We get another surprising turnaround from Ceredin, Maia’s intended empress-to-be, as well. What are your thoughts on her by the end of these chapters, compared to her initial impression?
I actually wasn’t too surprised by Ceredin’s somewhat sudden familiarity and intense loyalty. I got the sense that she was smart and strong willed by her association with Vedero and her previous letters and interactions with Maia simply seemed as though she was being shrewdly cautious. I liked her at the end of the last section, and I like her even more now. I don’t think her relationship with Maia will be conflict-free, but I do think she’ll be a good match, loyal and resourceful, and perhaps eventually be a friend.
The story, and perhaps the danger, is not quite over yet … any thoughts on what might be in store in the final chapters?
I’m bad at specific predictions. It seems Maia has very little opposition left within the court now that Shevean, Chavar, and Setheris are taken care of, so I think the final sections will be more focused on relationships with other countries and taking care of things in further reaches of his realm. (Most notably, the Avar of Barizhan and the bridge.) We also have to get a resolution for his father’s assassination. Though I’m reluctant, I’m going to make a guess and say this was not an inside job from within the court. I can actually see it being a plot of the Avar of Barizhan to get his grandson, someone he might be able to control, on the throne, though I don’t find it particularly likely. I still hope that Maia’s grandfather will be an ally.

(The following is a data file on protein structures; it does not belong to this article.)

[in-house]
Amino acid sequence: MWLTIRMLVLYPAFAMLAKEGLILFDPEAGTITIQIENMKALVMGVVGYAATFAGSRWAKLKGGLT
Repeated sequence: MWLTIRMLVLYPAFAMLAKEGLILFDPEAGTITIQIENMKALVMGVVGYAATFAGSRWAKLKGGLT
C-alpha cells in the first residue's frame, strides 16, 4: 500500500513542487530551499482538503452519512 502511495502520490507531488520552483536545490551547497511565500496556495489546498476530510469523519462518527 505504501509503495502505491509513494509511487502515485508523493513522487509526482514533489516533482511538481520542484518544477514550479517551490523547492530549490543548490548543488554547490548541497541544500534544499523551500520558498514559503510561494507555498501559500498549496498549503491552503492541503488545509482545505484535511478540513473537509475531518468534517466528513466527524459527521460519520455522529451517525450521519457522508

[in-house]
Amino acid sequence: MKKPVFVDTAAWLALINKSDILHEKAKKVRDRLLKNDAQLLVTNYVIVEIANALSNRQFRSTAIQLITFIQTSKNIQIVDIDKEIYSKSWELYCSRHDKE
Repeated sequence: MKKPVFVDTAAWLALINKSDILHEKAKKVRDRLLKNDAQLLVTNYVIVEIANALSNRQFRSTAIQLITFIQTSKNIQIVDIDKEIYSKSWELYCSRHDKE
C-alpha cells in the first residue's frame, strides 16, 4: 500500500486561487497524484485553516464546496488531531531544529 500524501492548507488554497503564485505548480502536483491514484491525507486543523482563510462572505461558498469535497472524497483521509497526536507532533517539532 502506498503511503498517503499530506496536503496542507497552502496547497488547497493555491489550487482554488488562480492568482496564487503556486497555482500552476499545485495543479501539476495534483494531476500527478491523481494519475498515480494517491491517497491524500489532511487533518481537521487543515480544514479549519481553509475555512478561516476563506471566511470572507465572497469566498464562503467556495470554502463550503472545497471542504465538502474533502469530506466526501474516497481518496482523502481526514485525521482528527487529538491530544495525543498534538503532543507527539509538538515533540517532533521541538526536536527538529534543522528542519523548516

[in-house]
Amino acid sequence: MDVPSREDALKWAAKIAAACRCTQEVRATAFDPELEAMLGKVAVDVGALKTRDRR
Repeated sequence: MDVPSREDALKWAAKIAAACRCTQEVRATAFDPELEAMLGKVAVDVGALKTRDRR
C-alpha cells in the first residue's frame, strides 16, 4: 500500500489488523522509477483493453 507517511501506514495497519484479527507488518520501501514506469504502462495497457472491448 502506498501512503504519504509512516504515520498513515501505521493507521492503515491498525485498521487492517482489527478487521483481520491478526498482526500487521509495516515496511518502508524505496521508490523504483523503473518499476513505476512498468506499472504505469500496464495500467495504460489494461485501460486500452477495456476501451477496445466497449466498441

As always: any other bits and pieces you’d like to highlight?
I enjoyed the first week’s reading, found last week’s to be a little more boring, and was absolutely enthralled this week. I love Maia’s character development, that we encountered more action, and that we got to learn more about the culture and history of the realm. (For example, Dazhis’ revethvoran and the ongoing war.)
I find it interesting how often Maia’s religious inclinations have been mentioned. I think he won’t be truly successful and comfortable as an emperor until he finds a way to be able to meditate and perhaps help the “church” to regain some of the respect that it seems to have lost, particularly since the Archprelate seems to have taken an interest in him.
I find the familiarity that Cala showed toward Maia in this section to be a bit ironic considering his earlier warning to him of becoming too familiar with the nohecharei. Not that I don’t want them to be friendly, of course.
I can’t wait to see more interactions between Maia and Ceredin and to find out how things will play out between him and the Avar of Barizhan. Interestingly, I hardly care about who was responsible for his father’s death, but perhaps the answer will be much more shocking than I think it will. I’m impatient… I think I might just go ahead and finish the book up tonight (Friday).